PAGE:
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Diet may not ease osteoarthritis, rheumatoid arthritis progression: Research

by Pragati Singh

According to an assessment of the available scientific data, nutrition has no effect on the course of osteoarthritis and rheumatoid arthritis.

The research was published in RMD Open, an open-access publication. While a nutritious diet has various health advantages, any effect on rheumatic and musculoskeletal disorders is minimal and not clinically significant, according to the analysis, because there aren’t enough high-quality dietary research.

Diet has been shown to have an impact on cardiovascular and mental health, but it’s unclear if it might also affect the symptoms and course of rheumatic and musculoskeletal disorders.

In order to find out, the European League Against Rheumatism (EULAR) convened an international task force in 2018 to investigate the impact of diet, exercise, weight, alcohol, smoking, and paid work on disease progression, as well as develop appropriate recommendations for clinicians and patients for each of these behaviours.

The task force looked for appropriate systematic reviews of randomised controlled trials or observational studies that looked at the influence of dietary components/supplements on pain, joint damage, and physical function for seven common rheumatic and musculoskeletal disorders and pooled data analysis.

Osteoarthritis, rheumatoid arthritis, systemic lupus erythematosus, axial spondyloarthritis, psoriatic arthritis, systemic sclerosis, and gout were among the conditions mentioned.

The pooled data analysis comprised 24 systematic reviews published between 2013 and 2018, as well as 150 original research publications published without regard to publication date.

The majority of the studies focused on osteoarthritis and rheumatoid arthritis and used a variety of dietary compounds/supplements, including animal products, experimental diets, food components, fruits and vegetables, as well as other plant-based interventions, minerals and supplements, and vitamins.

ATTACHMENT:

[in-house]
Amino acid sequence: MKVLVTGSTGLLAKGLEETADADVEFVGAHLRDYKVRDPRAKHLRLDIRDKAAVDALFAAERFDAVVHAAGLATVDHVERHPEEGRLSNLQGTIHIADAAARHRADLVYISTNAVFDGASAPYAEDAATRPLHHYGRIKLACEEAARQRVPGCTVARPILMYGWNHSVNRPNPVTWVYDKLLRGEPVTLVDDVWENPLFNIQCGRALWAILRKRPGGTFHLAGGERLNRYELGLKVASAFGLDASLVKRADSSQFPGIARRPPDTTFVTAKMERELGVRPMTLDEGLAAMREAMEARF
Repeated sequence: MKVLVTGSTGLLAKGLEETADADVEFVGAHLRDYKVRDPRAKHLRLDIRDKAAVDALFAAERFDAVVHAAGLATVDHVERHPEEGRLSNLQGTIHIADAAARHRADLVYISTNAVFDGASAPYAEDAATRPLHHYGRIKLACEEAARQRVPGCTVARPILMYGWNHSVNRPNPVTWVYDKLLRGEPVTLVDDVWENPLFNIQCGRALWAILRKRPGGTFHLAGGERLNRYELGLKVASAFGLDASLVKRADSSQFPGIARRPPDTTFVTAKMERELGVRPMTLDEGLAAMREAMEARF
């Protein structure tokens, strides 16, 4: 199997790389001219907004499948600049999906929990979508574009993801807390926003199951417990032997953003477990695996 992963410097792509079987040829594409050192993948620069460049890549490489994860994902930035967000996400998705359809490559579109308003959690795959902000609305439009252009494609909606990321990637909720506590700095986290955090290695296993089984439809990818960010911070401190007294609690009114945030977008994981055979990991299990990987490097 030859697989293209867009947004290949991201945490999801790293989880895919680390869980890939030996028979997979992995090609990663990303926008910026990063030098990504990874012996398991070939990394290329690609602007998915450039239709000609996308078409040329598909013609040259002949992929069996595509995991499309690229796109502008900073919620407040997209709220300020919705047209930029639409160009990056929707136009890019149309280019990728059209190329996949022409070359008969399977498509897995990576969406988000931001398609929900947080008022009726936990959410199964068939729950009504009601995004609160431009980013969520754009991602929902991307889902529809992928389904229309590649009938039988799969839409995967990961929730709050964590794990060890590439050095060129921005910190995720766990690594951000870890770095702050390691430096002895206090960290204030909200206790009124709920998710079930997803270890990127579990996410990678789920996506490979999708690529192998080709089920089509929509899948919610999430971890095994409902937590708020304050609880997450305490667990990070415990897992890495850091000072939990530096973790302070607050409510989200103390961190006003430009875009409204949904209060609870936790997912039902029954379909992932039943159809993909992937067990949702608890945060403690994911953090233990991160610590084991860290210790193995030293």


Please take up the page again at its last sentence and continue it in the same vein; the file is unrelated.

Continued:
Because there were so few dietary trials for osteoarthritis, the evidence for them was rated as low or very poor.

The pooled data analysis revealed that the amount of the influence on disease progression was often minimal and not clinically relevant for dietary therapies with intermediate evidence (fish oil, chondroitin, glucosamine, vitamin D, avocado, and soybean).

Because of the small number of trials and participants, the evidence for most dietary treatments in rheumatoid arthritis was rated as low or very poor. Probiotics, vitamin D, and fish oil/omega-3 all had moderate-quality data, but the benefit was either minimal or too tiny to make a difference.

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Similarly, the evidence for fish oil/omega-3 in the treatment of psoriatic arthritis was graded as modest, with no influence on outcomes. Other dietary therapies were deemed ineffective due to a lack of data. The evidence for gout and systemic sclerosis was likewise evaluated as weak.

“Therefore, based on the current evidence, there is no single dietary intervention which has substantial benefits on the outcomes of people with [osteoarthritis and rheumatoid arthritis],” conclude the authors.

“While there have been far fewer research studies published for the other included [rheumatic and musculoskeletal diseases], again, there is no consistent evidence that any dietary exposure significantly improves outcomes in these conditions,” they add.

They stress that while nutrition may not make a significant difference in disease development in these illnesses, persons who live with them should eat properly and avoid gaining too much weight.

“Health professionals can advise people with [these conditions] that consuming specific dietary components is unlikely to influence the progression of their [disease], but that it is important to maintain a healthy diet and healthy weight for general health reasons,” they wrote.

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